Part one of three
Amidst the end-of-the-year hustle and bustle, it’s good practice to take a few moments to reflect on the year that was and prepare for the coming year. Depending on what area of the industry you’re in, many technology and behavioral trends set the stage for future success.
In our three-part Year in Review series, we’ve asked leading analysts—each representing different segments of the market—to provide their spin on 2015 and thoughts on what to expect in 2016 and beyond.
The first installment comes from Stephanie Pieruccini, VP of research and enterprise technology consulting services, Madison Advisors, an independent analyst firm that provides project-based advisory services designed to assist clients with technology selection and business process decisions.
The firm recently released its latest report, Customer Communications Management (CCM) Hosted Managed Services: Changing the Paradigm in CCM, which identifies the emergence of Hosted Managed Services (HMS) as the ideal solution for many organizations looking to lighten the load on IT resources and focus initiatives on an overall customer engagement strategy, rather than the day-to-day logistics of creating and distributing communications.
The following excerpt was provided by Pieruccini regarding developments in the CCM space throughout 2015.
2015 has brought quite a few interesting developments in the CCM space, both positive and disappointing. First and foremost, consolidation continues to be a trend amongst software companies. That continued in the CCM space with OpenText acquiring Actuate Corporation. Which begs the question, what’s happening with Streamserve? Or perhaps even more interesting, what will Dell do with EMC Document Sciences? Both OpenText and EMC have preferred the label Enterprise Information Management (EIM) over CCM as they tend to target IT first. I know I’ll be watching how EIM further differentiates itself from CCM, creating more confusion in the various offering in 2016.
While HP Exstream is presenting a platform engagement model that is more broadly encompassing of all the communication factors, there seems to be a lack in their ability to offer a solid HMS model. HP Relate seemed very promising, but has been serving the enterprise as an interactive application solution much more than the small- to mid-sized businesses it initially targeted. While this application is still relevant, it has limited HP’s ability to move downstream, which arguably, presents the greatest opportunity for both software vendors and service providers right now.
With all the hype around HTML5 by all of the CCM solutions, there still seems to be limited adoption. Organizations continue to create content in channel silos rather than the design once publish anywhere model we’ve been hearing about for a quite some time. Hopefully 2016 will showcase some new case studies.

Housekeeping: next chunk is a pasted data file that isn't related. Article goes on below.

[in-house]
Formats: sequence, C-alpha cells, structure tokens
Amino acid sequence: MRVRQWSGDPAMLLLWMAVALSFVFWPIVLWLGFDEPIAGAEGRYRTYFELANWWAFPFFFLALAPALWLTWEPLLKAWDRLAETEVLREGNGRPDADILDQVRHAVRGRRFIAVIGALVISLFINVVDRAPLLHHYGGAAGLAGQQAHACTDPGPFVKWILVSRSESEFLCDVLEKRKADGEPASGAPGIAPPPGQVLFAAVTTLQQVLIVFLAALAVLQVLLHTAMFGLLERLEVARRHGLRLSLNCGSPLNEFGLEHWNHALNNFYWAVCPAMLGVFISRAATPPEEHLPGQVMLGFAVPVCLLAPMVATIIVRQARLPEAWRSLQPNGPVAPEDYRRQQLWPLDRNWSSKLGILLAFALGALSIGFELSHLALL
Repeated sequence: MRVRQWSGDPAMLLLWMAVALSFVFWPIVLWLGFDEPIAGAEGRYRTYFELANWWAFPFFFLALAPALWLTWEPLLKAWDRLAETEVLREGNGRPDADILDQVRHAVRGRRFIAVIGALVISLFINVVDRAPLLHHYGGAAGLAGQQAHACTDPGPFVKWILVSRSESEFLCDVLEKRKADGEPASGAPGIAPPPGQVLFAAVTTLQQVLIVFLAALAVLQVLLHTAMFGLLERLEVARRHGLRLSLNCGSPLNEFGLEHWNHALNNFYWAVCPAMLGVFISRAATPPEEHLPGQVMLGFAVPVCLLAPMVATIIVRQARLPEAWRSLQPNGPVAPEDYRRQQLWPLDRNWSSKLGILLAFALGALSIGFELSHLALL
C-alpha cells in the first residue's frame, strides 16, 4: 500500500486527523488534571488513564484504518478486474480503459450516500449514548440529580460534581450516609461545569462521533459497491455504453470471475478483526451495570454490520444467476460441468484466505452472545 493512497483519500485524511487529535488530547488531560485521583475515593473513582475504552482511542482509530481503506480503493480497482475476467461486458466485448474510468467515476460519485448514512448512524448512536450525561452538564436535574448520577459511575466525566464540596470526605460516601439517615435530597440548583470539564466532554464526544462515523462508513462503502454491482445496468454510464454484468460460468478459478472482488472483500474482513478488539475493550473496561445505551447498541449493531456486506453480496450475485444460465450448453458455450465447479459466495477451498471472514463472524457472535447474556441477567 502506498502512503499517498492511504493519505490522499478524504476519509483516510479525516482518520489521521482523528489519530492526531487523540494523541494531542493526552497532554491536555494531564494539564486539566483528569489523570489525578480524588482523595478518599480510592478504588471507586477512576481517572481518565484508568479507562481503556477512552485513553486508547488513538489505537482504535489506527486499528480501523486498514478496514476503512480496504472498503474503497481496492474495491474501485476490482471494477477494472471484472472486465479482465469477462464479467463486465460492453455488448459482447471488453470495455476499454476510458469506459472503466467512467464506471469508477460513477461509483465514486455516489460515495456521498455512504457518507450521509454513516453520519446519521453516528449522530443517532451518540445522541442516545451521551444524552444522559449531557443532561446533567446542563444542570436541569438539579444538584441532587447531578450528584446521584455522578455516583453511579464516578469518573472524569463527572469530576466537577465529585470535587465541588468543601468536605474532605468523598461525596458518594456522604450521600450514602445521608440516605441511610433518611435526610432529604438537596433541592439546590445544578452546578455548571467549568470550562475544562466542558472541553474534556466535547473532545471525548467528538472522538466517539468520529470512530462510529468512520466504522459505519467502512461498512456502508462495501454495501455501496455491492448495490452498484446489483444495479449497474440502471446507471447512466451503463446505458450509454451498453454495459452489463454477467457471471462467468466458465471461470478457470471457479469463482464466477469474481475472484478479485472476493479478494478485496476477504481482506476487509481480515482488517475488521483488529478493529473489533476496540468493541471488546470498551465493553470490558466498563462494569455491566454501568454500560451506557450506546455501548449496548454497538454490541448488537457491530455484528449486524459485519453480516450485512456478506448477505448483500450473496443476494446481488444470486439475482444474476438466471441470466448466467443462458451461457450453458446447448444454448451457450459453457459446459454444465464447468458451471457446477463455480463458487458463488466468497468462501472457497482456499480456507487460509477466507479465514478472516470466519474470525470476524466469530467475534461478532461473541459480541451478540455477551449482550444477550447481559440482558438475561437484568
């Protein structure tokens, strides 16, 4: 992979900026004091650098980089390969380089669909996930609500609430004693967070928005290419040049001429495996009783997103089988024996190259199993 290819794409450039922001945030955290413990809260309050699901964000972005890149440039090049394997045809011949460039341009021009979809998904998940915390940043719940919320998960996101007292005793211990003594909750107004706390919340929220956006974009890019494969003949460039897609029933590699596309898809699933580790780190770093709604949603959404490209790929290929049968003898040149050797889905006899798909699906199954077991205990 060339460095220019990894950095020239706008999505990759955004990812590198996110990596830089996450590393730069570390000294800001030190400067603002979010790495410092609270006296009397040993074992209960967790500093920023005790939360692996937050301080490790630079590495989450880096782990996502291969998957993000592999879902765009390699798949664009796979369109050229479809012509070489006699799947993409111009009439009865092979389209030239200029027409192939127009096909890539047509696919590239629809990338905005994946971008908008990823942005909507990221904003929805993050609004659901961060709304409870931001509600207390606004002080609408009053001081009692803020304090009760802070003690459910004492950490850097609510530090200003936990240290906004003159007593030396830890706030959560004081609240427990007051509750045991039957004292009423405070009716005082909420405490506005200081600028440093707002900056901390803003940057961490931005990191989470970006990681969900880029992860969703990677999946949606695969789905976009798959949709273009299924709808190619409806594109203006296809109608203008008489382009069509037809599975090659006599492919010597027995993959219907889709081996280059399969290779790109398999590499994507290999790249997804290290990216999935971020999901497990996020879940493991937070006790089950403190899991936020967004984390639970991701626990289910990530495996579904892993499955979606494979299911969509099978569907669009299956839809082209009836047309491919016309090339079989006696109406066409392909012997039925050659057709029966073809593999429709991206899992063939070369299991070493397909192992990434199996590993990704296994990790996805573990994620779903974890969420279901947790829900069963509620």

On the flipside, we’ve seen quite a few positive developments this year. The HMS providers, which include CedarDocs, Data Oceans, and NEPS, have gained traction this year as many mid-size enterprises recognize the challenges behind managing their CCM workflows in house.
We’ve also seen an expansion of color Inkjet devices including new cutsheet models, such as the Canon Océ Varioprint i300 Inkjet Press and Ricoh VC60000—which started shipping this year. These models are better suited to support reprint workflows as well as some of the smaller jobs and marketing applications in plants are looking to support. There is still a limitation of substrates supported by inkjet devices and a need for more testing by vendors.
Personalized video is another area that has gotten a lot of buzz, but seemingly very few publicized case studies. HP Exstream launched its partnership with SundaySky a few years ago. GMC has followed its lead, also creating a partnership with SundaySky while featuring a speaker from the company at its 2015 users conference in October. Pitney Bowes, however, has taken a different approach and showcased its own interactive video solution, EngageOne Video, at Graph Expo, which is more of a hybrid personalized video meets interactive communications.
These are just a few of the key developments that stood out to Madison Advisors this year. We can only begin to predict what we may see in 2016. One suggestion for anyone focused on this market would be that while there has also been more emphasis on customer experience, there still needs to be emphasis on retiring legacy and mainframe systems in favor of platforms better prepared for improving customer experience and delivering on customer preferences.
From consolidation to personalized video, trends in the CCM space provide both concern and promise. In part two of the series, we move on to thoughts from Caslon & Company and PODi. dps